All eyes are turning to the Consumer Price Index report due later today, as traders hope for more clues on whether the Federal Reserve is done with its tightening cycle. The headline inflation rate has been steadily tracking downwards at around 2.5% in the past couple of months, bolstering expectations of a soft landing. However, the core figure remains elevated, because of which Fed officials are hesitant to declare victory in their fight to tame inflation.
Market expectations: Headline inflation is expected to rise 3.6% Y/Y in August, accelerating from 3.2% in July. However, the core number - excluding volatile food and energy prices - is expected to increase 4.4% Y/Y, easing from 4.7% in July. The Cleveland Fed Inflation Nowcast estimates an even bigger increase in headline inflation, to 3.8%, while core inflation is estimated to ramp up to 4.5%. On a month-over-month basis, CPI is widely expected to rise 0.6% in August from 0.2% in July, and core CPI is anticipated to scale 0.2% higher, the same increase it saw in the prior month.
Trouble spots: Kevin Rendino, CEO of 180 Degree Capital (TURN), expects the August report to show "a similar trend to what we've been seeing for over a year." A major concern is rising crude prices, which have fueled concerns of inflation pressures continuing for longer than expected. While headline and core inflation have receded from their peaks of last summer, "some trouble spots remain," said Bankrate Chief Financial Analyst Greg McBride, including shelter and automotive costs. Markets continue to expect the Fed to leave rates unchanged at its meeting next week, although there is still some uncertainty regarding the remaining meetings this year.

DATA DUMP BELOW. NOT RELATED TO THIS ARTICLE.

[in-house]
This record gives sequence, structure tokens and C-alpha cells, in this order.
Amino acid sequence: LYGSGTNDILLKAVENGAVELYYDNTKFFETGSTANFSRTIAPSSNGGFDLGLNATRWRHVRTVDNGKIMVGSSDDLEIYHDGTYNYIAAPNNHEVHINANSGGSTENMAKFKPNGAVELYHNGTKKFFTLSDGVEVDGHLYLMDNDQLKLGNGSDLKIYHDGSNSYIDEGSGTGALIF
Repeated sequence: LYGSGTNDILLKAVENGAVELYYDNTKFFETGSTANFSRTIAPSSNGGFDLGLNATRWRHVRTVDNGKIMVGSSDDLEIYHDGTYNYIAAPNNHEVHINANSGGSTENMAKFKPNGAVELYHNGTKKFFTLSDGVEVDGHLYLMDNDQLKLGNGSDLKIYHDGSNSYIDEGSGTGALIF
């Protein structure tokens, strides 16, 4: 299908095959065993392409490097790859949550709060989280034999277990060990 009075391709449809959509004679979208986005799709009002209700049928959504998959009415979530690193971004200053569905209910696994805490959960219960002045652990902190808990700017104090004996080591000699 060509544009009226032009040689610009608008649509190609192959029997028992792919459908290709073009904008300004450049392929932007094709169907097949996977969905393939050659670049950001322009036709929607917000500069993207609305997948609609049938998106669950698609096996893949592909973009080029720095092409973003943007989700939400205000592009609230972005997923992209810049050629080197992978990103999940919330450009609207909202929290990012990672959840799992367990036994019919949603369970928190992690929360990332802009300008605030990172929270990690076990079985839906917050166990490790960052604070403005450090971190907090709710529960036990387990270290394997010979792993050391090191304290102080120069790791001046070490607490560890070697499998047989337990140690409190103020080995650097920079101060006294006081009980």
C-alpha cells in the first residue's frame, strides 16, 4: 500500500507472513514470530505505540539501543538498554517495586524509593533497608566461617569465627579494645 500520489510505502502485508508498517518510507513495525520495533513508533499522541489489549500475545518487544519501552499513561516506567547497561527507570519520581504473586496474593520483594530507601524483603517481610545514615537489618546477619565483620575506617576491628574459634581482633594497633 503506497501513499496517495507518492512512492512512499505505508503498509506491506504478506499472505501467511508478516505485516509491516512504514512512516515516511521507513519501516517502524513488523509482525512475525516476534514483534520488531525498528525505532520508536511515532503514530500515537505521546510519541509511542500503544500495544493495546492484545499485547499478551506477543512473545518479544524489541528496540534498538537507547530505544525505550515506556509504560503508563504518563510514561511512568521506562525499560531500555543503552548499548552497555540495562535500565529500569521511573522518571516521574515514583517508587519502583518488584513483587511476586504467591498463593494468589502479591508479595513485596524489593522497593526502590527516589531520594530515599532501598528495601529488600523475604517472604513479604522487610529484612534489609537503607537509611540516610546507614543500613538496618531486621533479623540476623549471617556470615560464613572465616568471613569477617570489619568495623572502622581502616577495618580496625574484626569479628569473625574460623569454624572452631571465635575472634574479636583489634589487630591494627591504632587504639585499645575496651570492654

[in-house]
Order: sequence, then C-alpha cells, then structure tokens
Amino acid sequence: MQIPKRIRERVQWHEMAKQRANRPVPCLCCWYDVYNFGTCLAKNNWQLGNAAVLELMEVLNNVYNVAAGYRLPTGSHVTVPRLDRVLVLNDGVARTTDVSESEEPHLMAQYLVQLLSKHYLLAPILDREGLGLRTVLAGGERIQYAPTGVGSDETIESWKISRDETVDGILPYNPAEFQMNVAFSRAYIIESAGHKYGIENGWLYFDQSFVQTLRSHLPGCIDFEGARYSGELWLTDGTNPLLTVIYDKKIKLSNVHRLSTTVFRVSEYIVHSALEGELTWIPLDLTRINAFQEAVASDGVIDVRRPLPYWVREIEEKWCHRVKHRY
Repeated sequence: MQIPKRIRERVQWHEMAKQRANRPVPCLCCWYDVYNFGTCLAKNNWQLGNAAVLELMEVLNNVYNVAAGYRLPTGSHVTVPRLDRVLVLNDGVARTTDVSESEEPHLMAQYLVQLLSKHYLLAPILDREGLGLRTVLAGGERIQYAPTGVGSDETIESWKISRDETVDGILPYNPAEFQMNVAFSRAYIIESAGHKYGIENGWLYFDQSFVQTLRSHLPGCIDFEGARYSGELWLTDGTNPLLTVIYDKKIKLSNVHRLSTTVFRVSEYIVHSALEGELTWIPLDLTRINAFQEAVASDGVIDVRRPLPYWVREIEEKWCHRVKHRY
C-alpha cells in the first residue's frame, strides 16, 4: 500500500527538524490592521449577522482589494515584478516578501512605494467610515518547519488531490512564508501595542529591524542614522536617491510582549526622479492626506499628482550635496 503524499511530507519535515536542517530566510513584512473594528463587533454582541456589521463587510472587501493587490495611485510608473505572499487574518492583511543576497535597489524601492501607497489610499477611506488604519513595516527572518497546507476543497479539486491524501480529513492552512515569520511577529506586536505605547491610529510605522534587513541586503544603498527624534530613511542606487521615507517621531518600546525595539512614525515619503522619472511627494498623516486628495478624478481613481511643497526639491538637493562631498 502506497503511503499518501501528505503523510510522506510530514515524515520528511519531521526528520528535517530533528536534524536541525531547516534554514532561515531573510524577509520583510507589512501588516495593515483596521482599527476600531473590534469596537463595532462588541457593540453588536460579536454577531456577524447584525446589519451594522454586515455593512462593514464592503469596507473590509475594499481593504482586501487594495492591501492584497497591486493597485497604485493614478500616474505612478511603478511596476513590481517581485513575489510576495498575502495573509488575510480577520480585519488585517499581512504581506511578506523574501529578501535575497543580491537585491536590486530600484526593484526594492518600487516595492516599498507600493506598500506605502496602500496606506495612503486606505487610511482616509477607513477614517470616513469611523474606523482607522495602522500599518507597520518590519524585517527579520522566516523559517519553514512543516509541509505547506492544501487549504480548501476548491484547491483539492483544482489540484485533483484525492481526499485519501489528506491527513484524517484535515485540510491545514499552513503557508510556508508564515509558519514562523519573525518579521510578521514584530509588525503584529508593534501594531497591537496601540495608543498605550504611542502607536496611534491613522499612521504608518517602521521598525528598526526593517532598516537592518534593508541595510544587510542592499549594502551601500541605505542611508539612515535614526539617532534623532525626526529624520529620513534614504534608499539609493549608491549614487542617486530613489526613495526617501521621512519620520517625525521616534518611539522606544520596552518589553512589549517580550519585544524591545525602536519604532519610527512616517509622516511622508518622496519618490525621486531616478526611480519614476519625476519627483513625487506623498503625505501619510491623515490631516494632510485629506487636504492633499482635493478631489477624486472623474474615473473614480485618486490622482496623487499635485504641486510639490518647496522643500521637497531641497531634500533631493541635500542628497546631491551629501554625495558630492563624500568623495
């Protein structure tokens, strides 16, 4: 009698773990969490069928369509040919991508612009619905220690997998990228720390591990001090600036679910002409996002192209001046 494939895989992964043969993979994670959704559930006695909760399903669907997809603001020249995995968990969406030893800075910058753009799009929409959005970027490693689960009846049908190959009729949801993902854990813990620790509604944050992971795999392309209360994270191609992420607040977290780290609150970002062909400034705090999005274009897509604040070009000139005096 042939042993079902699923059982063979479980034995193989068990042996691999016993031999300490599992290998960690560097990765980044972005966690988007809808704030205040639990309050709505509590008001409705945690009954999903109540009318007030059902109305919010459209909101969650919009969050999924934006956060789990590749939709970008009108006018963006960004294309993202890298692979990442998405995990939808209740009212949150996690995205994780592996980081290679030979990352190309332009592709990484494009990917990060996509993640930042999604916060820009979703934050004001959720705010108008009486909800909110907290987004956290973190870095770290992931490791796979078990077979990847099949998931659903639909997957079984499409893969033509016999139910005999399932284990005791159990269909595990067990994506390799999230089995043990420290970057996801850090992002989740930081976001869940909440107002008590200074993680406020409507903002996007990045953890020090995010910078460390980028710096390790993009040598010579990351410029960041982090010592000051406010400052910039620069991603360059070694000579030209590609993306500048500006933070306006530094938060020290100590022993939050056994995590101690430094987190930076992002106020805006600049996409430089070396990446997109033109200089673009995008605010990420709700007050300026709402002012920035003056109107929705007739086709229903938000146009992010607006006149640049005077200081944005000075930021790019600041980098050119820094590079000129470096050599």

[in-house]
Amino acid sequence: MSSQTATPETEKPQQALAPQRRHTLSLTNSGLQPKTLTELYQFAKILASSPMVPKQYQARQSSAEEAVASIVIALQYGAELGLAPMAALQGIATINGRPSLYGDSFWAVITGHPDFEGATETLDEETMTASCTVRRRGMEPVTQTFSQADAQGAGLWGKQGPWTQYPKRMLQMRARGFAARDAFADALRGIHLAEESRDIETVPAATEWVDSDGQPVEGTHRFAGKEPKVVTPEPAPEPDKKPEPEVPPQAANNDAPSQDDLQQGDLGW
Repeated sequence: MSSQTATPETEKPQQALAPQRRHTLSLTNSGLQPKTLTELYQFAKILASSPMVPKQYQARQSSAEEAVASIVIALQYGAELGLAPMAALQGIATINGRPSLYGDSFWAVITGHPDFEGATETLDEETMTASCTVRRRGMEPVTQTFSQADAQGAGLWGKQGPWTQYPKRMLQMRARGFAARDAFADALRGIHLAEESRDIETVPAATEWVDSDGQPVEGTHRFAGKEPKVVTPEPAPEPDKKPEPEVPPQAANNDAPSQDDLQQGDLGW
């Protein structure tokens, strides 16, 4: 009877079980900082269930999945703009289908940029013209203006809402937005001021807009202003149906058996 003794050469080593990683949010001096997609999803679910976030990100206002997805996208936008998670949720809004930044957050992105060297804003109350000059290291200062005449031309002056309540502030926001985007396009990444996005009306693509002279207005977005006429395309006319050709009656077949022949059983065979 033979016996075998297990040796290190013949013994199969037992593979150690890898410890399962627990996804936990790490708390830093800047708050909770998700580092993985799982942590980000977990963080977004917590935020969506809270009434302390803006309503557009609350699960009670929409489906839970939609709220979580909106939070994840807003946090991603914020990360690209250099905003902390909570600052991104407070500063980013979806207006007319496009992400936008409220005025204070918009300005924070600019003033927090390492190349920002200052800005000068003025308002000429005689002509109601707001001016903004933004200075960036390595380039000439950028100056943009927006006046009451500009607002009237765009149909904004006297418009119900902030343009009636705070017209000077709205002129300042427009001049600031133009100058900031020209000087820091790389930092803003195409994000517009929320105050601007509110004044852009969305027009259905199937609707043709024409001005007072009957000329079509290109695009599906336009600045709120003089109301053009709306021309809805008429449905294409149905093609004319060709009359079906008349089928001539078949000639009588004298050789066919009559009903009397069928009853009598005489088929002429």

What to watch: Even as the equity market dreams about rate cuts, the bond market has accepted that inflation will likely be here for longer, Mott Capital Management's Michael Kramer noted in The Inflation Nightmare May Come Back To Haunt The Market This Week. With oil and gasoline prices on the rise, "it serves as a reminder that the Fed may be slowing the pace of rate hikes, but unless the data starts to change materially, the Fed probably isn't finished raising rates." (3 comments)